You can also purchase neem cakes, which are made from the seeds of the neem tree, and add them to the potting mix. This will help to keep fungus away and prevent root rot before it has a chance to start.
6. Add items to help drain your soil
There are plenty of different things you can add to your potting mix to help with drainage. Some of the most popular options include perlite, vermiculite, and sand.
You can also use gravel or small rocks at the bottom of your pot to help with drainage. Just make sure that whatever you use, that it doesn’t retain moisture so that it doesn’t contribute to the problem. Adding these items to your soil will also help to carry oxygen to the roots.
7. Use the right soil blend
Drainage starts with the quality of your soil. Purchase a soil that has a blend of both organic and non-organic matter. This will help the soil to drain better and also hold onto moisture and nutrients better.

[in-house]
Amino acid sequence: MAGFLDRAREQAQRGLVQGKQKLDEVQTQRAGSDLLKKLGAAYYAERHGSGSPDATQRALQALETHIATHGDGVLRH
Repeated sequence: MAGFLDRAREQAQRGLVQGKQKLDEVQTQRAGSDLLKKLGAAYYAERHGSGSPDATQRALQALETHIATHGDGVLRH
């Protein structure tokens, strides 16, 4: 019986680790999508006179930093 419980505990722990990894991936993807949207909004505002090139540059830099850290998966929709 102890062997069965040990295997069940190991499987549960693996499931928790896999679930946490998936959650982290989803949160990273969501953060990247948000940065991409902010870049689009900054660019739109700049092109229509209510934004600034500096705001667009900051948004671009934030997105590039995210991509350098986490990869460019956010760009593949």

You can also make your own potting mix by combining different types of soil. A good mix for pothos plants is two parts peat moss, one part perlite, and one part vermiculite.
8. Keep the temperature and humidity stable
Pothos plants are tropical plants and they like warm, humid conditions. If the temperature or humidity levels around your pothos fluctuate too much, it can stress the plant out and make it more susceptible to root rot. Try to keep the temperature between 65-80 degrees Fahrenheit and the humidity around 60%.
You can use a humidifier to raise the humidity if it’s too low or move the plant to a warmer location if it’s too cold. You can use a fan to lower humidity and promote evaporation if the room is too moist.